Black people can rise to the top in mainstream America by building up their own businesses, by climbing up the corporate ladder, by preparing themselves for business careers, say leaders of the National Urban League. Earl Graves, editor and publisher of Black Enterprise magazine, set the tone for this new thrust at the Urban League's recent 78th National Conference when he told delegates:
``There is no more important issue facing the future of America than our ability to end economic discrimination based on race. And there's no better place than right here in Detroit to begin to meet that challenge.''
A new mood prevails in America, said John E. Jacob, the league's president and chief executive officer.
Parity for all Americans by the year 2000 is the goal of the National Urban League - parity through political, economic, and social progress.
Politics ranked first among the 16,000 delegates at this year's annual Urban League meeting. They flocked in overflow numbers to see Jesse Jackson and Michael Dukakis, Democratic Party candidate for president, and attended forums and special panels on politics.
But participants also took special interest in black businesses, blacks moving up the corporate ladder, and black women in business.
And in response to what they regarded as ``racist remarks'' by a Japanese political leader in Tokyo, delegates approved protests against Japanese companies (see accompanying story).
The Urban League will emphasize the growth of black businesses and blacks in the economic mainstream, although jobs, affirmative action, and job training will remain as key goals, Mr. Jacob said.
Editor Graves said black business is thriving, but that much more needs to be done. He said there was a need for black support of black-owned companies, private enterprise contracts with black firms, and increased public-sector commitments to black economic growth.
``Make no mistake, we are standing on a threshold of new and exciting times for equal economic opportunity, but we are not there yet,'' he said. ``The future of equal economic opportunity in America depends on what we do from here on in.''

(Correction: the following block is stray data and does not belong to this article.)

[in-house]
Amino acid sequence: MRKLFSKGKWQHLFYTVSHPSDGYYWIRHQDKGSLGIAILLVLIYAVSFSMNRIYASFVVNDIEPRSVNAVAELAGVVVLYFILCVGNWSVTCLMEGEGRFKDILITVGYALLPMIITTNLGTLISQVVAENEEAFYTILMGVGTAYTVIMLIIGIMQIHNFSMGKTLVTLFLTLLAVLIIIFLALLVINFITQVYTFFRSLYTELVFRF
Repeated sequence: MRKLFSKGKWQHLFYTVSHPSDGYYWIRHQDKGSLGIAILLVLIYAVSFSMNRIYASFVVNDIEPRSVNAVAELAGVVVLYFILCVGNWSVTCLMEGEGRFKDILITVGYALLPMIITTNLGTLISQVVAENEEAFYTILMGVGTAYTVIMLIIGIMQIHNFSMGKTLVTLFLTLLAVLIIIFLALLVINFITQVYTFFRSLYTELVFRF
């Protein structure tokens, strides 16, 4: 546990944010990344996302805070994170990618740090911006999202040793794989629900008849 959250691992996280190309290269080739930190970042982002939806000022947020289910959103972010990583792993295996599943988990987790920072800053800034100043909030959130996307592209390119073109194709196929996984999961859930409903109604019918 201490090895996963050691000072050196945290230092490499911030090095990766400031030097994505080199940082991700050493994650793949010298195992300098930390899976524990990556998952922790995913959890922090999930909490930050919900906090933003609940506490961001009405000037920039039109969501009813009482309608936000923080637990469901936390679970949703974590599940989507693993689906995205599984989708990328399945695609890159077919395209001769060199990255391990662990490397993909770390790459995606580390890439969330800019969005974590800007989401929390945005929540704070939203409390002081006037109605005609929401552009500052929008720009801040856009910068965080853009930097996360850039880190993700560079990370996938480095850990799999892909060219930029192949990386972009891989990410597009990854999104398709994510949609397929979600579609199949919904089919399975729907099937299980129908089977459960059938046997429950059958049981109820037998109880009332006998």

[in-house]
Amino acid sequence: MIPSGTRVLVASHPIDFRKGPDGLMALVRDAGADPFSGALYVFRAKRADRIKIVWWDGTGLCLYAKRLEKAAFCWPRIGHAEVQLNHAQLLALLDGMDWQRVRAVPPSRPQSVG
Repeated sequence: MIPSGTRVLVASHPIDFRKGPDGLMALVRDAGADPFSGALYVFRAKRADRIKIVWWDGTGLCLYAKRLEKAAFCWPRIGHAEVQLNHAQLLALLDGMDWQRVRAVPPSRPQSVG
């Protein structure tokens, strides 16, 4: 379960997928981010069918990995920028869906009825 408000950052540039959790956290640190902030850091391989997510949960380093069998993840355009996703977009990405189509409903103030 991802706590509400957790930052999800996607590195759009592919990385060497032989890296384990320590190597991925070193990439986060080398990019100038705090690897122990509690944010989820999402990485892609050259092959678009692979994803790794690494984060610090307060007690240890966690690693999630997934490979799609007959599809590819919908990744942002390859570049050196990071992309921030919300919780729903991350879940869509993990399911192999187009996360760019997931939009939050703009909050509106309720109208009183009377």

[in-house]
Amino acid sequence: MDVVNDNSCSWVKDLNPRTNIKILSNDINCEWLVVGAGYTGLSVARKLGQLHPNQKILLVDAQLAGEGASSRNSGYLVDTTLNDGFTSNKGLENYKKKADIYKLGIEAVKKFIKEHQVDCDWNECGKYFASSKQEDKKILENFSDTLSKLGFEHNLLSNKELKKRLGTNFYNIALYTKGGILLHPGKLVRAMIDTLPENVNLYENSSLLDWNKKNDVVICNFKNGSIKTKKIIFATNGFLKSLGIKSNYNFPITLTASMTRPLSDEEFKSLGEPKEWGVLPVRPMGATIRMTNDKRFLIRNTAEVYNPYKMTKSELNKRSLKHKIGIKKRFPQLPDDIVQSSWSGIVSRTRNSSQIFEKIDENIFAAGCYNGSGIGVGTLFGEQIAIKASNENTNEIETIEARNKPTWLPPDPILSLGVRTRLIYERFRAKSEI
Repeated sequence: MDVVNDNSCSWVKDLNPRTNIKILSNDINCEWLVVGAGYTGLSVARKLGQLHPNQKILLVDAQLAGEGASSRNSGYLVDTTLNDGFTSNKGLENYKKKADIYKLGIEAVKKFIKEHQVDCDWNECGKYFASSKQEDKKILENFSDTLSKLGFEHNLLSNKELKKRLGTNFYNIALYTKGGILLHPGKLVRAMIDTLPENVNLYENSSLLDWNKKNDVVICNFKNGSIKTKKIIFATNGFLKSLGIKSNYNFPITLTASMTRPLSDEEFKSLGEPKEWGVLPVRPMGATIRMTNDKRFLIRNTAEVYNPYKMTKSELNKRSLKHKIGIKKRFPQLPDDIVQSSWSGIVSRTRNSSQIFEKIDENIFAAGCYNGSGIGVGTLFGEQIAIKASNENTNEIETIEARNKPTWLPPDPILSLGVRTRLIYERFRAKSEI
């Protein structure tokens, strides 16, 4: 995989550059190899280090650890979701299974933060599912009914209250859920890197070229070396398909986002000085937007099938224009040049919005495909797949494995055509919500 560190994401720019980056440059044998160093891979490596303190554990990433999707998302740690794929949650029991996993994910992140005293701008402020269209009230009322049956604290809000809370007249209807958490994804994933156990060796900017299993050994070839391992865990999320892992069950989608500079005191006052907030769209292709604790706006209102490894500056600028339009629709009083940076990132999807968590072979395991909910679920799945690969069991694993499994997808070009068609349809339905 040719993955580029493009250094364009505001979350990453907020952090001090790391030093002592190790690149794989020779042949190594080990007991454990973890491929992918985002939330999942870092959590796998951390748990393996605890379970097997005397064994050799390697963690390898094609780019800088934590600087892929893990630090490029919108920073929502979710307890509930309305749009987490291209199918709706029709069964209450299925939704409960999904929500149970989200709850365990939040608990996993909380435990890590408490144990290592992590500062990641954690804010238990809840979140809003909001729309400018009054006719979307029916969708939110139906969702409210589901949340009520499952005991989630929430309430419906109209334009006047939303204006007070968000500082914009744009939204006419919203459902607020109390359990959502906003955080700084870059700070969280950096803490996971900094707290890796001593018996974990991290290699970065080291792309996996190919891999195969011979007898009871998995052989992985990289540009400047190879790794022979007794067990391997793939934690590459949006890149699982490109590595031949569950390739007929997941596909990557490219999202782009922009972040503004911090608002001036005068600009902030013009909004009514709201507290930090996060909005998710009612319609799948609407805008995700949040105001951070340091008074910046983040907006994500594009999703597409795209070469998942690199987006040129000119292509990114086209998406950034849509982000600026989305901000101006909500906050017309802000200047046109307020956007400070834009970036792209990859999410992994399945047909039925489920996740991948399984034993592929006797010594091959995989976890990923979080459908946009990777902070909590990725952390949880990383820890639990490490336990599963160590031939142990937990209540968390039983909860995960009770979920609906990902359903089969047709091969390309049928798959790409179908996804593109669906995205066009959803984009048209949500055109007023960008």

Basing his words on Black Enterprise magazine statistics, Graves cited these indicators of progress:
The Black Enterprise 100 has been expanded to 200, one list of top industrial-service companies and another list of top automobile dealers. These 200 companies had total revenues of $6.1 billion in 1987. ``They are positioning themselves to successfully compete with large majority-owned corporations both here and in markets around the world.''
Black executives occupy key positions in some of the world's top corporations. The magazine listed the 25 most powerful black corporate managers. They reportedly earn from $250,000 to more than $1 million a year, have worked with the same company for 10 to 20 years, and are involved in community activities. Jointly they have control over budgets and revenues worth more than $1 trillion.
Women are making phenomenal progress. ``Unfortunately, not one of the 25 top black managers is a woman,'' Graves said. ``But experts predict black women will enter a new era of opportunity not only in large corporations, but in their own businesses in the next decade.''
In spite of the expansion of black enterprise, Graves warned, the major barrier to black progress continues to be racism. ``It is true that the roots of racism have lost much of their hold, but they are still strong enough to uphold the final barriers we must dismantle,'' he said.
Jacob outlined three other issues demanding prompt attention as the league wrapped up its annual national conference:
1.The league has initiated a ``90-day countdown'' campaign to get blacks to register and vote in the presidential election. ``We don't want a single eligible black voter to sit the election out,'' Jacob said. ``We want each one to vote for president. We want each one to vote for local and state candidates, too. Every vote counts.''
2.The league will launch the nation's first nationwide program to inform American blacks of the danger of AIDS and how to prevent AIDS from spreading, especially among black youth.
3.After its first year the league's Educational Initiative has been declared a success. Jacob says that by the end of its second year each of the league's 113 affiliates will have a program of its own, and the program will be broadened to include pre-school and after-school programs as well as the usual stay-in-school efforts.
Throughout the conference delegates often chanted, ``Where's George?'' when discussions centered on what they considered sensitive issues. Many delegates were disappointed that Vice-President George Bush had not accepted an invitation to address the Urban League.